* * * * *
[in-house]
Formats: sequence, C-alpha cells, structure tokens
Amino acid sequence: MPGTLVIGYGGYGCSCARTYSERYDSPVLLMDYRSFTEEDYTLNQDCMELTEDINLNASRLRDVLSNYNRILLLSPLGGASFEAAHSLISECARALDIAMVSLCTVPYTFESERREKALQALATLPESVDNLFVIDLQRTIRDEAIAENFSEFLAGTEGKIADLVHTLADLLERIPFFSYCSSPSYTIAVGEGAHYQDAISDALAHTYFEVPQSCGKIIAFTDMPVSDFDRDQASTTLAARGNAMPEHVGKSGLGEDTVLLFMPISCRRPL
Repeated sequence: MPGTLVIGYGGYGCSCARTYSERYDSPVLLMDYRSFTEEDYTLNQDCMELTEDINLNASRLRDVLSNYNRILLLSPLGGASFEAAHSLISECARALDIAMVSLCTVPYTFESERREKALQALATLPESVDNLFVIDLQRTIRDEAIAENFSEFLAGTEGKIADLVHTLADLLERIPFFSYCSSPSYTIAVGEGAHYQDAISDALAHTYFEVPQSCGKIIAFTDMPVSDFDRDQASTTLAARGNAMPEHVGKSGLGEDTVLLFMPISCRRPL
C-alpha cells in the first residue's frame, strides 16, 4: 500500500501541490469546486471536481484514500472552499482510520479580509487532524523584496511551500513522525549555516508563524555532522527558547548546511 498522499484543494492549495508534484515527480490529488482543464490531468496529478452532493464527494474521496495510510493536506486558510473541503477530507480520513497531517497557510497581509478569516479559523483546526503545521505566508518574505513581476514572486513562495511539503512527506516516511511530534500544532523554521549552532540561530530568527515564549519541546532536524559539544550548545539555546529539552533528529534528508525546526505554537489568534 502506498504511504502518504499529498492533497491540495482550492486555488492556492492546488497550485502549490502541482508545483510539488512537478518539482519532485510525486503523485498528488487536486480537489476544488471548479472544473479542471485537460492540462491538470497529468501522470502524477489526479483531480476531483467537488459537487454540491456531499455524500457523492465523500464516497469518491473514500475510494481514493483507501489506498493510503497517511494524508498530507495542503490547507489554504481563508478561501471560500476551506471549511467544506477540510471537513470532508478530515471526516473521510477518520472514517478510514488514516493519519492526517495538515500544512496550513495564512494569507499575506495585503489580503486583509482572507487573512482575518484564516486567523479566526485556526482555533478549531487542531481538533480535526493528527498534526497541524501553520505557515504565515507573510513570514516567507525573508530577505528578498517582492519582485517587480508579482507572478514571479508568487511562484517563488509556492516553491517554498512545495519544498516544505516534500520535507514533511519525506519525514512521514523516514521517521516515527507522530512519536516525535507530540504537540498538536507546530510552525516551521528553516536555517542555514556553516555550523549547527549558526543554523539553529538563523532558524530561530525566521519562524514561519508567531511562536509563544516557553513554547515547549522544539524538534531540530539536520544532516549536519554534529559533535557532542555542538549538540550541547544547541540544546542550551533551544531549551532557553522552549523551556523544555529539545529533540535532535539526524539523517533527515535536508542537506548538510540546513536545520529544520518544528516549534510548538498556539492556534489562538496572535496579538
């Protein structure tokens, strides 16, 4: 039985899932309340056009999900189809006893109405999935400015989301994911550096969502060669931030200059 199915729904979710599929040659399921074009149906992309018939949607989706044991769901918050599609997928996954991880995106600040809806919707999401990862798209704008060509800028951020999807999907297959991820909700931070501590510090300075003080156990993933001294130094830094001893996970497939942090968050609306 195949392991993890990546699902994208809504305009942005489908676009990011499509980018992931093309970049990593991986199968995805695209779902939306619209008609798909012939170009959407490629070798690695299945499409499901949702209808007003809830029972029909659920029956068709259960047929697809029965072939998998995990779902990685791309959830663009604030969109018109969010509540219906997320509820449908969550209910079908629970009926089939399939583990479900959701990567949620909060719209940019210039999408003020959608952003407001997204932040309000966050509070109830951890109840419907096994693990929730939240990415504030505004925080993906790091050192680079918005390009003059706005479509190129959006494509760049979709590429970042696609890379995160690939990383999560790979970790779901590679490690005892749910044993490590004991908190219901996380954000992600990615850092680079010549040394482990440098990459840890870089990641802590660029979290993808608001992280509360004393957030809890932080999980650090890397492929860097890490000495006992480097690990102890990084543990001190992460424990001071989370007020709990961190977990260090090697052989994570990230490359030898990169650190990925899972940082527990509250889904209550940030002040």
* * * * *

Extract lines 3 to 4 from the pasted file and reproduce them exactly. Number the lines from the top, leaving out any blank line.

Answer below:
Amino acid sequence: MPGTLVIGYGGYGCSCARTYSERYDSPVLLMDYRSFTEEDYTLNQDCMELTEDINLNASRLRDVLSNYNRILLLSPLGGASFEAAHSLISECARALDIAMVSLCTVPYTFESERREKALQALATLPESVDNLFVIDLQRTIRDEAIAENFSEFLAGTEGKIADLVHTLADLLERIPFFSYCSSPSYTIAVGEGAHYQDAISDALAHTYFEVPQSCGKIIAFTDMPVSDFDRDQASTTLAARGNAMPEHVGKSGLGEDTVLLFMPISCRRPL
Repeated sequence: MPGTLVIGYGGYGCSCARTYSERYDSPVLLMDYRSFTEEDYTLNQDCMELTEDINLNASRLRDVLSNYNRILLLSPLGGASFEAAHSLISECARALDIAMVSLCTVPYTFESERREKALQALATLPESVDNLFVIDLQRTIRDEAIAENFSEFLAGTEGKIADLVHTLADLLERIPFFSYCSSPSYTIAVGEGAHYQDAISDALAHTYFEVPQSCGKIIAFTDMPVSDFDRDQASTTLAARGNAMPEHVGKSGLGEDTVLLFMPISCRRPL